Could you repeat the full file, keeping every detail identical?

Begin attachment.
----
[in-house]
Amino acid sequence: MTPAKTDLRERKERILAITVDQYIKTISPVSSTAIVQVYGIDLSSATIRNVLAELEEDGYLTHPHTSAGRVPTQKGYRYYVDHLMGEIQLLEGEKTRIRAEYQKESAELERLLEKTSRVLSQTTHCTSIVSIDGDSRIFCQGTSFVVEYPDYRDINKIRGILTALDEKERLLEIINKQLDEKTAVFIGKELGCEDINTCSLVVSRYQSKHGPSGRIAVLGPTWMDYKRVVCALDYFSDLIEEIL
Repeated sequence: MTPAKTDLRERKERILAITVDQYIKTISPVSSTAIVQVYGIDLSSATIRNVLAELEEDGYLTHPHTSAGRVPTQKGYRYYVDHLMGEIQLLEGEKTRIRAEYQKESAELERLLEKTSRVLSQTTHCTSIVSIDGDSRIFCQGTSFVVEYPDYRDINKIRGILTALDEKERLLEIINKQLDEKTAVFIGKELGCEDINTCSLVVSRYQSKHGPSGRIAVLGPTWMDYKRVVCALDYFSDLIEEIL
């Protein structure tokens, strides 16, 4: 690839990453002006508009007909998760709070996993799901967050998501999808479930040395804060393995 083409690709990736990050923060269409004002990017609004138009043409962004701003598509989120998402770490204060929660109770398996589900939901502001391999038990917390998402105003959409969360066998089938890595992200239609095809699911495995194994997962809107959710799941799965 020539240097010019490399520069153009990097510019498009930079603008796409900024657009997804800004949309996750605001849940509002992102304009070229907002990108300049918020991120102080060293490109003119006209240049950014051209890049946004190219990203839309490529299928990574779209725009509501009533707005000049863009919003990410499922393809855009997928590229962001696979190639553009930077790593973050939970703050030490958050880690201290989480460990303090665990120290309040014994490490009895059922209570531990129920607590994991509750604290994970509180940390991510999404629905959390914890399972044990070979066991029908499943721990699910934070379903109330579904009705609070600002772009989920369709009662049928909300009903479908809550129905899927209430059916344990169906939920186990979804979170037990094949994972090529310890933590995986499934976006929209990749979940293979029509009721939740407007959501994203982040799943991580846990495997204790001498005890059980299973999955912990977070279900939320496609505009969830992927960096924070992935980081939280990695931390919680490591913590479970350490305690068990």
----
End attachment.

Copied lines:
[in-house]
Amino acid sequence: MTPAKTDLRERKERILAITVDQYIKTISPVSSTAIVQVYGIDLSSATIRNVLAELEEDGYLTHPHTSAGRVPTQKGYRYYVDHLMGEIQLLEGEKTRIRAEYQKESAELERLLEKTSRVLSQTTHCTSIVSIDGDSRIFCQGTSFVVEYPDYRDINKIRGILTALDEKERLLEIINKQLDEKTAVFIGKELGCEDINTCSLVVSRYQSKHGPSGRIAVLGPTWMDYKRVVCALDYFSDLIEEIL
Repeated sequence: MTPAKTDLRERKERILAITVDQYIKTISPVSSTAIVQVYGIDLSSATIRNVLAELEEDGYLTHPHTSAGRVPTQKGYRYYVDHLMGEIQLLEGEKTRIRAEYQKESAELERLLEKTSRVLSQTTHCTSIVSIDGDSRIFCQGTSFVVEYPDYRDINKIRGILTALDEKERLLEIINKQLDEKTAVFIGKELGCEDINTCSLVVSRYQSKHGPSGRIAVLGPTWMDYKRVVCALDYFSDLIEEIL
């Protein structure tokens, strides 16, 4: 690839990453002006508009007909998760709070996993799901967050998501999808479930040395804060393995 083409690709990736990050923060269409004002990017609004138009043409962004701003598509989120998402770490204060929660109770398996589900939901502001391999038990917390998402105003959409969360066998089938890595992200239609095809699911495995194994997962809107959710799941799965 020539240097010019490399520069153009990097510019498009930079603008796409900024657009997804800004949309996750605001849940509002992102304009070229907002990108300049918020991120102080060293490109003119006209240049950014051209890049946004190219990203839309490529299928990574779209725009509501009533707005000049863009919003990410499922393809855009997928590229962001696979190639553009930077790593973050939970703050030490958050880690201290989480460990303090665990120290309040014994490490009895059922209570531990129920607590994991509750604290994970509180940390991510999404629905959390914890399972044990070979066991029908499943721990699910934070379903109330579904009705609070600002772009989920369709009662049928909300009903479908809550129905899927209430059916344990169906939920186990979804979170037990094949994972090529310890933590995986499934976006929209990749979940293979029509009721939740407007959501994203982040799943991580846990495997204790001498005890059980299973999955912990977070279900939320496609505009969830992927960096924070992935980081939280990695931390919680490591913590479970350490305690068990």